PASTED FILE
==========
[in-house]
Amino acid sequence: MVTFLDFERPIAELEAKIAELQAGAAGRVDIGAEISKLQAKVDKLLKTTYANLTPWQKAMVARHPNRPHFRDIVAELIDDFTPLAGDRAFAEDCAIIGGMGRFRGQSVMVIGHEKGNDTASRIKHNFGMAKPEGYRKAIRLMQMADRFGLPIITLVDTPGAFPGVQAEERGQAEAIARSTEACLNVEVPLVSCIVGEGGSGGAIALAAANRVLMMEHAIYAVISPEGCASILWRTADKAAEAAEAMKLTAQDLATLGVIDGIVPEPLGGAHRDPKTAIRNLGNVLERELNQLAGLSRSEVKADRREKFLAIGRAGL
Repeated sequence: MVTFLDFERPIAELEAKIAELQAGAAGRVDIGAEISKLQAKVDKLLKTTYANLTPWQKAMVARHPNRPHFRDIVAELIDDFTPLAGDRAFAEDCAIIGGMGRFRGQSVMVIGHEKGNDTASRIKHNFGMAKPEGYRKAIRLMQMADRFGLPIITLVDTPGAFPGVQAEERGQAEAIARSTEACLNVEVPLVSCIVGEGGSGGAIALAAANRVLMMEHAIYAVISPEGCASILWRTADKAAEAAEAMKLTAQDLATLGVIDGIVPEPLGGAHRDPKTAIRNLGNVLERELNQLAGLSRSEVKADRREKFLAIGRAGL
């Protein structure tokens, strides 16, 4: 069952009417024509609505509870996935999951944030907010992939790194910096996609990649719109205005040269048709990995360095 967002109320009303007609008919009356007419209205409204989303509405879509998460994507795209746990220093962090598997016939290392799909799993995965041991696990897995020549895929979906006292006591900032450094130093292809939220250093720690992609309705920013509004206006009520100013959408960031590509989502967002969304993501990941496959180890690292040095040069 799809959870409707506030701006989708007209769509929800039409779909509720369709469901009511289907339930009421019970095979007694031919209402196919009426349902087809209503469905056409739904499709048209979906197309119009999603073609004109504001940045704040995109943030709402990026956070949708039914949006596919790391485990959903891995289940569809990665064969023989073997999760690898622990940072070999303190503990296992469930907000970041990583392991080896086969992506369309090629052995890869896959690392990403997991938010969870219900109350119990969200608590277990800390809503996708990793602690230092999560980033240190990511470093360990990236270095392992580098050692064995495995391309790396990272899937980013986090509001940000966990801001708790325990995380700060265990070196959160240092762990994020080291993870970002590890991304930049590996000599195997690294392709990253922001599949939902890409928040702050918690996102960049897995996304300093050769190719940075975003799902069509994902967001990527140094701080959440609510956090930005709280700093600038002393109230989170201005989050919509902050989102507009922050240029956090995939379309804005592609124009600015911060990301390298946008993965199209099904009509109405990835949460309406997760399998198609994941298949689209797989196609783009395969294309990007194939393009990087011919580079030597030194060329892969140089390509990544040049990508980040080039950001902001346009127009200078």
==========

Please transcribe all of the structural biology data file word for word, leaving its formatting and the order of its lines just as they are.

[in-house]
Amino acid sequence: MVTFLDFERPIAELEAKIAELQAGAAGRVDIGAEISKLQAKVDKLLKTTYANLTPWQKAMVARHPNRPHFRDIVAELIDDFTPLAGDRAFAEDCAIIGGMGRFRGQSVMVIGHEKGNDTASRIKHNFGMAKPEGYRKAIRLMQMADRFGLPIITLVDTPGAFPGVQAEERGQAEAIARSTEACLNVEVPLVSCIVGEGGSGGAIALAAANRVLMMEHAIYAVISPEGCASILWRTADKAAEAAEAMKLTAQDLATLGVIDGIVPEPLGGAHRDPKTAIRNLGNVLERELNQLAGLSRSEVKADRREKFLAIGRAGL
Repeated sequence: MVTFLDFERPIAELEAKIAELQAGAAGRVDIGAEISKLQAKVDKLLKTTYANLTPWQKAMVARHPNRPHFRDIVAELIDDFTPLAGDRAFAEDCAIIGGMGRFRGQSVMVIGHEKGNDTASRIKHNFGMAKPEGYRKAIRLMQMADRFGLPIITLVDTPGAFPGVQAEERGQAEAIARSTEACLNVEVPLVSCIVGEGGSGGAIALAAANRVLMMEHAIYAVISPEGCASILWRTADKAAEAAEAMKLTAQDLATLGVIDGIVPEPLGGAHRDPKTAIRNLGNVLERELNQLAGLSRSEVKADRREKFLAIGRAGL
């Protein structure tokens, strides 16, 4: 069952009417024509609505509870996935999951944030907010992939790194910096996609990649719109205005040269048709990995360095 967002109320009303007609008919009356007419209205409204989303509405879509998460994507795209746990220093962090598997016939290392799909799993995965041991696990897995020549895929979906006292006591900032450094130093292809939220250093720690992609309705920013509004206006009520100013959408960031590509989502967002969304993501990941496959180890690292040095040069 799809959870409707506030701006989708007209769509929800039409779909509720369709469901009511289907339930009421019970095979007694031919209402196919009426349902087809209503469905056409739904499709048209979906197309119009999603073609004109504001940045704040995109943030709402990026956070949708039914949006596919790391485990959903891995289940569809990665064969023989073997999760690898622990940072070999303190503990296992469930907000970041990583392991080896086969992506369309090629052995890869896959690392990403997991938010969870219900109350119990969200608590277990800390809503996708990793602690230092999560980033240190990511470093360990990236270095392992580098050692064995495995391309790396990272899937980013986090509001940000966990801001708790325990995380700060265990070196959160240092762990994020080291993870970002590890991304930049590996000599195997690294392709990253922001599949939902890409928040702050918690996102960049897995996304300093050769190719940075975003799902069509994902967001990527140094701080959440609510956090930005709280700093600038002393109230989170201005989050919509902050989102507009922050240029956090995939379309804005592609124009600015911060990301390298946008993965199209099904009509109405990835949460309406997760399998198609994941298949689209797989196609783009395969294309990007194939393009990087011919580079030597030194060329892969140089390509990544040049990508980040080039950001902001346009127009200078």